2: I don't think there is much of a cost of opting for your multigenerational freedom fix. I think one could explain the value of multigenerational freedom simply in terms of freedom. God doesn't just want a tiny amount of freedom. He wants a lot of it. And God wants individuals to exercise a lot of it. To me all of that is naturally suggested by the thought that freedom is valuable. It would be weird to me to have a view according to which all God cares about is getting a world with exactly one free decision or a world with a bunch of creatures that make just one free decision. If freedom is valuable, it seems much more natural to think He'd want a world with the kind of multigenerational freedom you appeal to in your suggested fix.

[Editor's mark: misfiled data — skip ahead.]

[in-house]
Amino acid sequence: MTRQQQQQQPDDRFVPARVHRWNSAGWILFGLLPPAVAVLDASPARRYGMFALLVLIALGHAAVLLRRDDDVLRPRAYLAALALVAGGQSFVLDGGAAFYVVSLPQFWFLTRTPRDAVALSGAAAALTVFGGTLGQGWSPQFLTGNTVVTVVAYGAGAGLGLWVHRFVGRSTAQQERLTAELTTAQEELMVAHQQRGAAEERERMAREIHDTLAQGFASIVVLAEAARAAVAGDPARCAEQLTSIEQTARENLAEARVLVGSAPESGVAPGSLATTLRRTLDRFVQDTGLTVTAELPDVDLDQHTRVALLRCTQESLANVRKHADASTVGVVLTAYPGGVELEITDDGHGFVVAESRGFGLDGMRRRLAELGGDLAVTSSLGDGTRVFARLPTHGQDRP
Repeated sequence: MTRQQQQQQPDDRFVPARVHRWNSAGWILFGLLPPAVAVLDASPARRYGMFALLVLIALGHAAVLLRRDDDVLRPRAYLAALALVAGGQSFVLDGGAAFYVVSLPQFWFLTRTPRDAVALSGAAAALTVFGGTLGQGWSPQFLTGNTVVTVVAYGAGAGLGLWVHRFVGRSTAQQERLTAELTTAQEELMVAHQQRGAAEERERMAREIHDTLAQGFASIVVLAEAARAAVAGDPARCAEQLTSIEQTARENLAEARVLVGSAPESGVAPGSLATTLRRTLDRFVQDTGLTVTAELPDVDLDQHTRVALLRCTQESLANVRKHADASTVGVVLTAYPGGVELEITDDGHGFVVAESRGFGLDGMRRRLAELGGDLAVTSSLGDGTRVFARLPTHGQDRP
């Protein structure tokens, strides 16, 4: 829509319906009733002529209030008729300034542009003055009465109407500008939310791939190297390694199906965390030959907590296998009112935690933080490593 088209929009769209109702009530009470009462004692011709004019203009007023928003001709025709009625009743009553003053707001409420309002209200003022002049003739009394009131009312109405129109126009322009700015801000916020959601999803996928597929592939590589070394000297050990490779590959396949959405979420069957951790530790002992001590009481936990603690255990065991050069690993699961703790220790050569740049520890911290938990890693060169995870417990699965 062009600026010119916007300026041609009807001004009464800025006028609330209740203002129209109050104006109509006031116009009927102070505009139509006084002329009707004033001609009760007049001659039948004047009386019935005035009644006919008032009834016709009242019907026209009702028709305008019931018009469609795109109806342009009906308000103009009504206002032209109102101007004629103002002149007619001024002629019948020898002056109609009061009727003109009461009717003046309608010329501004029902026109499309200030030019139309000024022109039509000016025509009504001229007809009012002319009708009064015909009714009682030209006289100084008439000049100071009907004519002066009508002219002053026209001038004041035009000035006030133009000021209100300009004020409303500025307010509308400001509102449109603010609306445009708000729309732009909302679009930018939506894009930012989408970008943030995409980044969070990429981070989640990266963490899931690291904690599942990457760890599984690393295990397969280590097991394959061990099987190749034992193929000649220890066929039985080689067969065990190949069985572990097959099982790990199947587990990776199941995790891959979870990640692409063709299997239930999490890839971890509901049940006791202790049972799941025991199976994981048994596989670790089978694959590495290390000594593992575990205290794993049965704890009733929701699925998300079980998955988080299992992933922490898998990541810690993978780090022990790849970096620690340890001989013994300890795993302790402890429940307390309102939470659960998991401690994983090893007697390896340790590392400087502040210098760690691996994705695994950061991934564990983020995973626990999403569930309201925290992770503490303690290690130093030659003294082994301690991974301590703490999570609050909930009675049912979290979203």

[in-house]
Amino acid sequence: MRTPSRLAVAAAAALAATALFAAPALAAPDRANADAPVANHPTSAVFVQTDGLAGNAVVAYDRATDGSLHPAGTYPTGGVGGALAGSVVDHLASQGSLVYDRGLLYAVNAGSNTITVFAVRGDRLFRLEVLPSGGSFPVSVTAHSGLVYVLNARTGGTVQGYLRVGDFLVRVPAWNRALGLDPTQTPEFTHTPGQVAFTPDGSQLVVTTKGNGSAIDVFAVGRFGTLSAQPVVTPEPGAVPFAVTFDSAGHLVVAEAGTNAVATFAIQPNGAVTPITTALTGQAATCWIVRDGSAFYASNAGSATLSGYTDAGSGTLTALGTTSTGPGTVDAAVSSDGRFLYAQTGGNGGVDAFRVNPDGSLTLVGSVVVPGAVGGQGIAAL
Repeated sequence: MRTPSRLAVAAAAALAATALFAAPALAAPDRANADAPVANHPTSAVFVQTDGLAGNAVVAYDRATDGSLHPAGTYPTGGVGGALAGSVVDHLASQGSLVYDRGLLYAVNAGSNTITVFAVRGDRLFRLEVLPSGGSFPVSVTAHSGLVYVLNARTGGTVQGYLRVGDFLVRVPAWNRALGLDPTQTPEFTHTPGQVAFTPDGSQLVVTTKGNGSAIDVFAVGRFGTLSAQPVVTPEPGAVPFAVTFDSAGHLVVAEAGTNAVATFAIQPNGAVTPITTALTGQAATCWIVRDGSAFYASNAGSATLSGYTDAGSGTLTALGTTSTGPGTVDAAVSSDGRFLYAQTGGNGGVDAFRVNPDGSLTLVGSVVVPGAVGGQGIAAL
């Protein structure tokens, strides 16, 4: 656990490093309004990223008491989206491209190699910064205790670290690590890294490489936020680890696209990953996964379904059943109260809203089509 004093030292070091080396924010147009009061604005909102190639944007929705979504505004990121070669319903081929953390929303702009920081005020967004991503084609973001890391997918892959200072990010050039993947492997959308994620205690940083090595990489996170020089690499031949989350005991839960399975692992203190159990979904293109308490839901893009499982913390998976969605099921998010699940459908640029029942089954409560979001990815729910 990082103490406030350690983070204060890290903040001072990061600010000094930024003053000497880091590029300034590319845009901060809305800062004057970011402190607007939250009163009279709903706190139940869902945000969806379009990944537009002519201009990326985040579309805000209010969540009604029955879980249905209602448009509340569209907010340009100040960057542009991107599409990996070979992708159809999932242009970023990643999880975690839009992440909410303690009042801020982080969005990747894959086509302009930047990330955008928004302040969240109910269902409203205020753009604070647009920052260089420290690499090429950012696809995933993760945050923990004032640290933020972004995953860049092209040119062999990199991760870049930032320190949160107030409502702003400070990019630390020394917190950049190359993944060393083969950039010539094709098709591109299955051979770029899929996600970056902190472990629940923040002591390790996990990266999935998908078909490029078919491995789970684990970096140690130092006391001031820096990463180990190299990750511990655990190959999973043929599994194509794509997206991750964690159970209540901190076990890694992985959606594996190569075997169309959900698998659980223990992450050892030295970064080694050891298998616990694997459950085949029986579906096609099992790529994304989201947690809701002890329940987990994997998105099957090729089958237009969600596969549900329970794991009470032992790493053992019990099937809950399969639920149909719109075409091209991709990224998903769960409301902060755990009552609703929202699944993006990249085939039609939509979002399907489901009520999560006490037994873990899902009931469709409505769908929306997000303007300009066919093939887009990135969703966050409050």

Alexander R Pruss said...

No, the Bible doesn't say the earlier decisions were free, but normally such decisions in humans are significantly free. I suppose one could argue that the reason such decisions are significantly free for us is that we are attracted to evil, and the first humans initially weren't.

Alexander R Pruss said...

By the way, it is also worth noting that on the standard Christian picture, the original TWD is actually false in virtue of the fact that some angels had significant freedom and did not sin. Again, this doesn't affect the Free Will Defense.

scott said...

Yeah. The angel case is harder to match with TWD. That seems right.